Welcome Arrival

60 Pallets of Medical Supplies Make It to Haiti, Soon to Be Distributed

As former President Bill Clinton arrived in Port-au-Prince, Haiti, on Friday for his second trip to the island since the January 12 earthquake, 60 pallets shrink-wrapped in blue — delivered just hours earlier by a FedEx flight — sat 150 yards away from him. It was a spectacular sight indeed, with the pallets — some weighing in excess of a ton — stacked high atop one another. On the outside, big Direct Relief International stickers signaled where the much-needed aid came from, and on the inside, emergency medical supplies sat waiting to be distributed to the people of Port-au-Prince and throughout the devastated island.

Sixty pallets of medical supplies arrive to Haiti from Direct Relief International.
Chris Meagher

This particular morning on the airport tarmac, DRI’s director of emergency preparedness and response, Brett Williams, was practically jumping up and down with excitement. He exchanged high fives with his two team members, Andrew MacCalla and Gordon Willcock, as DRI’s latest shipment was stacked near aid supplies from around the world. But at that location, there were few other sights amongst the other relief material more impressive than the high rows of blue DRI pallets.

Later in the day, delayed by customs (back up and running for the first time since the earthquake) and Clinton’s arrival (which all but shut down activity at the airport for a couple hours), the cargo made its way to DRI’s newly rented warehouse, located down a road 15 to 20 minutes from the airport.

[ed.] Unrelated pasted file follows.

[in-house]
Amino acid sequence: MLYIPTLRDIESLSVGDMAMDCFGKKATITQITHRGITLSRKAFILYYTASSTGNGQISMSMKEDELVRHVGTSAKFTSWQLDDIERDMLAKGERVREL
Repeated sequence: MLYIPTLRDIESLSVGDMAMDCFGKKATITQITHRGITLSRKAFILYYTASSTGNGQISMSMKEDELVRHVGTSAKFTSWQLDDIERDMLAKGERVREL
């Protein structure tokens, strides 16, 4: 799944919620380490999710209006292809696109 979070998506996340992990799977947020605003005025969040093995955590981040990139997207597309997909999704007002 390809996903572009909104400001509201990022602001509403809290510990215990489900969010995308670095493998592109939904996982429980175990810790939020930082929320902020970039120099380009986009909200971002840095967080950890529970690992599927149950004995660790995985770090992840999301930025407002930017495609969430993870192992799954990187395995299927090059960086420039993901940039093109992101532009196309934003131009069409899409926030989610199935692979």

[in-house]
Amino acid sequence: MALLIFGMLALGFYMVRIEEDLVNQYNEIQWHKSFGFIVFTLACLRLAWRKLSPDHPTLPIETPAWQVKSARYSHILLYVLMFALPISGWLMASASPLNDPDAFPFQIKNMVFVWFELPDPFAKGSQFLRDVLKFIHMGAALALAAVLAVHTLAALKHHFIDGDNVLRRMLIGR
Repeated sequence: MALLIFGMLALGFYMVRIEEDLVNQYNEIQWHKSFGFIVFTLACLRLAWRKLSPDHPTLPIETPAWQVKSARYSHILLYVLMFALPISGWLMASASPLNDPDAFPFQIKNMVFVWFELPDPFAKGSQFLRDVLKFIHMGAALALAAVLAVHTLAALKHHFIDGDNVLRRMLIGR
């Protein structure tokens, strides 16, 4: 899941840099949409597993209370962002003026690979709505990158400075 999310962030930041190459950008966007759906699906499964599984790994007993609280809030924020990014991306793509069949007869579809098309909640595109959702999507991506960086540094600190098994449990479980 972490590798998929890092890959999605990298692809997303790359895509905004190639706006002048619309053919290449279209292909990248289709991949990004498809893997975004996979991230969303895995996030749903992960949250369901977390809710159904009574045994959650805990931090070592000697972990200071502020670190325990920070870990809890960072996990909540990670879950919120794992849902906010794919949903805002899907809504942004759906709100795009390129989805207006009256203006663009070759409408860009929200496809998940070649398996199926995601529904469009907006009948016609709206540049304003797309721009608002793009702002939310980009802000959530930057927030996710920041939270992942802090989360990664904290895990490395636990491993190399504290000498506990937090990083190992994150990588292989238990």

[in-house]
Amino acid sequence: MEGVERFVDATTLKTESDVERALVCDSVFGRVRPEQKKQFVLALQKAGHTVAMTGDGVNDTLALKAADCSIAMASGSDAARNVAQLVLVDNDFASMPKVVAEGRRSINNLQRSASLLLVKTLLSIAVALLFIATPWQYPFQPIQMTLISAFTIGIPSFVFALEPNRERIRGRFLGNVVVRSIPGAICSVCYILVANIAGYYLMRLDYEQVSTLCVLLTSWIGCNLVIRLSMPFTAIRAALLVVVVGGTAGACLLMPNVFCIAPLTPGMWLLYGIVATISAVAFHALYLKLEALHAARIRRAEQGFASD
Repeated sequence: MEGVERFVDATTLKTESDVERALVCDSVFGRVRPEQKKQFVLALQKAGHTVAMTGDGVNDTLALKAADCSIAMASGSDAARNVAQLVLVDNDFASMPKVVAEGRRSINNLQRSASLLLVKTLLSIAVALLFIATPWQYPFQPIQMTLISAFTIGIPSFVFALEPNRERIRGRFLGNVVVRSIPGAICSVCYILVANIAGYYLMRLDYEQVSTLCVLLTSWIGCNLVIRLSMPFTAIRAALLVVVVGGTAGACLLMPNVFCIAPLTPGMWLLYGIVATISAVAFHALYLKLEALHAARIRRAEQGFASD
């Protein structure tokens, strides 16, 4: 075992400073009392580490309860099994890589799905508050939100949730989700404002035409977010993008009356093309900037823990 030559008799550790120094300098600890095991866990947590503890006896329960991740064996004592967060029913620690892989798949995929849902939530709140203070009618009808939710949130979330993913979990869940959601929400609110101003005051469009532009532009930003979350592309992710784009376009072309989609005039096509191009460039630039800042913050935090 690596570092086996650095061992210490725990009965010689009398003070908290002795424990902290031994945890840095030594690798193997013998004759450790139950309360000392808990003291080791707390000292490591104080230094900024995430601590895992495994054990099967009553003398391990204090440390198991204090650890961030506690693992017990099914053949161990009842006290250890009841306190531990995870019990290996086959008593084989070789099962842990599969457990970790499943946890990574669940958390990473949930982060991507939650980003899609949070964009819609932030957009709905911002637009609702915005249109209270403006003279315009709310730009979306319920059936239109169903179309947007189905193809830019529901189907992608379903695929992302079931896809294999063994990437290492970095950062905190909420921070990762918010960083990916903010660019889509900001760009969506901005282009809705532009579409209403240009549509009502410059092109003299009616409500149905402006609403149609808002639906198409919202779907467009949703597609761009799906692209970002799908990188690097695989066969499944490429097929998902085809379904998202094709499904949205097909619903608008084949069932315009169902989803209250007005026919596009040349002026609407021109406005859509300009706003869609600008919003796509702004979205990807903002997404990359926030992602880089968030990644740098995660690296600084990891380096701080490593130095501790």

Sixty pallets of medical supplies arrive to Haiti from Direct Relief International.
Chris Meagher

The warehouse, rented from the owner of one of Haiti’s largest water and ice companies, appears to be just what DRI needs with regard to space, price, and location. After negotiating the price, the two sides settled on $4,000 a month, which, in addition to use of the 34-by-54 foot space, includes drivers and trucks, pallet lifts and forks, and security. The owner, not intending on playing hardball, told the trio upfront, “You guys are coming in to help my country, so we can make it work.”

Indeed he made it work and, despite his obvious wealth, the owner drove the forklift himself, unloading the boxes off his two trucks which were used to transport the shipment. The group, tired and weary from a long week of planning and the heat, is gearing up to distribute as much of the $16 million of medicine and supplies as it can. The team may already have positive responses from a few hospitals and clinics. The majority of the shipment is medication for people with diarrhea, caused by poor drinking water.


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